In One California County, a 'Steep' Spike in Virus Cases

And LA County isn't the only county in the Golden State to see alarming reversal in COVID-19 progress
By Jenn Gidman,  Newser Staff
Posted Jun 30, 2020 11:09 AM CDT
In One California County, a 'Steep' Spike in Virus Cases
Gov. Gavin Newsom listens to a reporter's question during a news conference in Rancho Cordova, Calif., on Friday.   (AP Photo/Rich Pedroncelli, Pool)

California was seen as an early success case in combating COVID-19, shutting down early and getting the numbers low enough so that Gov. Gavin Newsom felt comfortable in starting to reopen the state. Now, however, the coronavirus has come roaring back, and in LA County especially, the state's epicenter for the virus, things look especially concerning. The New York Times reports that on Monday, the county saw more than 2,800 new cases, the most of any day during the pandemic, with more than 100,000 people overall now infected—translating to an infection in 1 out of every 140 people. These new numbers are now leading to worries about hospital capacity: The county estimates it will run out of ICU beds sometime next month, and hospital beds overall in just a few weeks. "We didn't expect to see increases that were this steep so quickly," a biostatistician tells the Los Angeles Times.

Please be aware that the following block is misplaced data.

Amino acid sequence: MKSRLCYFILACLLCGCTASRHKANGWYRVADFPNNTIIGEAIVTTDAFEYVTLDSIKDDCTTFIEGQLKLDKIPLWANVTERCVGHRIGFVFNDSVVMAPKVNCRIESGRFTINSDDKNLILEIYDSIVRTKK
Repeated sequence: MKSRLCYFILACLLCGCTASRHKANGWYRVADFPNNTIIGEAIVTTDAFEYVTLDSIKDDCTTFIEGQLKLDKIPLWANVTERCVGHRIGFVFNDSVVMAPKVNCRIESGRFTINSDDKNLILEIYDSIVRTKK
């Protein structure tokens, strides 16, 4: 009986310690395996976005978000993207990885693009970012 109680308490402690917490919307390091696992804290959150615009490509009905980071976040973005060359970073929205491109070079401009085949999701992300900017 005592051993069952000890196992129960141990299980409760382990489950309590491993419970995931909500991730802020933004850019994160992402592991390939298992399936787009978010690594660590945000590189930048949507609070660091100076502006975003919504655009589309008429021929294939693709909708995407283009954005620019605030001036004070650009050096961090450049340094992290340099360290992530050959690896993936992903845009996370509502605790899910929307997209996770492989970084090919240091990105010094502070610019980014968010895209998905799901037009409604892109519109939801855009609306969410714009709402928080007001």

The NYT lays out how, after California counties started some of the nation's earliest shutdowns in mid-March, the numbers dropped, and in May, Newsom started to feel real pressure to reopen the state. Residents didn't exactly take a slow-and-steady approach to reentry when that happened: On the weekend of June 20, when bars were once again open in LA County, a half-million people visited their favorite watering holes. Newsom has since closed bars and nightclubs again in seven counties, using what he calls a "dimmer switch" in LA County and other hard-hit areas, per Deadline. "We know what to do," says state Sen. Richard Pan. "We're just not doing it." Barbara Ferrer, LA County's public health director, has her own plea. "This is the time to hunker down back in your home whenever you can," she says. "Let's not let go of everything we worked hard and sacrificed for." (Read more Los Angeles County stories.)

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